The Collaborative International Dictionary of English v.0.48:
Flee \Flee\ (fl[=e]), v. i. [imp. & p. p. Fled (fl[e^]d); p.
pr. & vb. n. Fleeing.] [OE. fleon, fleen, AS. fle['o]n
(imperf. fle['a]h); akin to D. vlieden, OHG. & OS. fliohan,
G. fliehen, Icel. fl[=y]ja (imperf. fl[=y][eth]i), Dan. flye,
Sw. fly (imperf. flydde), Goth. [thorn]liuhan. [root]84. Cf.
To run away, as from danger or evil; to avoid in an alarmed
or cowardly manner; to hasten off; -- usually with from. This
is sometimes omitted, making the verb transitive.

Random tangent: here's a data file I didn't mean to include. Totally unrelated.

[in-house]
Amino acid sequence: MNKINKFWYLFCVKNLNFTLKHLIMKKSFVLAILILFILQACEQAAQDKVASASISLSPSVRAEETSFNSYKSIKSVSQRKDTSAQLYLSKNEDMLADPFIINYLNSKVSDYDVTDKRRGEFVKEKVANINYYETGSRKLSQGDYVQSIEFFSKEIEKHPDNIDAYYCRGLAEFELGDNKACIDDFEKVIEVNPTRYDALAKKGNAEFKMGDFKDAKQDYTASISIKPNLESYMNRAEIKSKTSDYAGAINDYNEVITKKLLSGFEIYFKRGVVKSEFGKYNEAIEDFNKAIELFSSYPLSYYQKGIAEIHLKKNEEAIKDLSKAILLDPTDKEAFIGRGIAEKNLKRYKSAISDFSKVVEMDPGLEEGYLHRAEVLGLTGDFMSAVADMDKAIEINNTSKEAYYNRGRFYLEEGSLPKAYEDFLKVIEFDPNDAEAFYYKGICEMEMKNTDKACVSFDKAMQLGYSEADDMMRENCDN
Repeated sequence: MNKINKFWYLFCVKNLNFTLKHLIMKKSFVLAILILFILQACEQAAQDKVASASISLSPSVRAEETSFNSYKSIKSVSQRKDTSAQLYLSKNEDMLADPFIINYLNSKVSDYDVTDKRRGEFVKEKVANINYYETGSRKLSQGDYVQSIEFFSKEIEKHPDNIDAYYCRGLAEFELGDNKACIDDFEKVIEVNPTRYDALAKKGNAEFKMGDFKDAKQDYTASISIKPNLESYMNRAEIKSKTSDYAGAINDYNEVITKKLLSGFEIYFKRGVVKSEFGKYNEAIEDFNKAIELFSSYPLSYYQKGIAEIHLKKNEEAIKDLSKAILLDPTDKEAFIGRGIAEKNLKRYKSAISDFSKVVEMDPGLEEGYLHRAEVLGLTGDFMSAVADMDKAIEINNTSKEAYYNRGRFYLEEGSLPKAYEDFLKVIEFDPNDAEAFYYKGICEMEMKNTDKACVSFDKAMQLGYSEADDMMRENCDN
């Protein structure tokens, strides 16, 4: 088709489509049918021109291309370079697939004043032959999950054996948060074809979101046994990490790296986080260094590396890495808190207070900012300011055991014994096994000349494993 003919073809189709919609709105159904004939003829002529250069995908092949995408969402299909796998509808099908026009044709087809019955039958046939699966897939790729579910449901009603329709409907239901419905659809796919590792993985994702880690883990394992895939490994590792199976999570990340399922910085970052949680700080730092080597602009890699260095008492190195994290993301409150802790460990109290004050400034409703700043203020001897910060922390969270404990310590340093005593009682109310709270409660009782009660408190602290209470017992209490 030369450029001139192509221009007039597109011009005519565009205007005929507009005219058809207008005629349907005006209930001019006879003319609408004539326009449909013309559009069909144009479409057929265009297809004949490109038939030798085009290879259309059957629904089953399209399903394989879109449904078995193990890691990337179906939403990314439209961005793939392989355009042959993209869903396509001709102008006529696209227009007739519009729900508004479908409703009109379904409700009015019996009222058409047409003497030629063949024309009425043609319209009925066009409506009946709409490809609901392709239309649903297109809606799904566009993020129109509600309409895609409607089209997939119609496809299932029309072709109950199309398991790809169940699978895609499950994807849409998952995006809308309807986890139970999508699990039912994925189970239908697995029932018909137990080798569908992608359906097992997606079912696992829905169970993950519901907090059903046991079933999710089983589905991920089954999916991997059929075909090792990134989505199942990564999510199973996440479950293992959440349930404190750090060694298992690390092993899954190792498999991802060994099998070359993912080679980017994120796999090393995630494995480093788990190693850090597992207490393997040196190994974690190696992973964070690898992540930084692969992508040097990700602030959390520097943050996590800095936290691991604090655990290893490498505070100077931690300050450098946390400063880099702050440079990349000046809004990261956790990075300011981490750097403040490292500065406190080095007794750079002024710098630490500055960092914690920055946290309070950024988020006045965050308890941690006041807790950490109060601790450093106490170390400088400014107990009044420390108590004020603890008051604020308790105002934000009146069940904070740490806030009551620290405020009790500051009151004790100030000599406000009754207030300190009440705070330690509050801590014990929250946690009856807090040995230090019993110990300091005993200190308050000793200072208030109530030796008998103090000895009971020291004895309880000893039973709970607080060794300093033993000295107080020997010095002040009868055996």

[He] cowardly fled, not having struck one stroke.
Flee fornication. --1 Cor. vi.
So fled his enemies my warlike father. --Shak.
Note: When great speed is to be indicated, we commonly use
fly, not flee; as, fly hence to France with the utmost
speed. "Whither shall I fly to 'scape their hands?"
--Shak. See Fly, v. i., 5.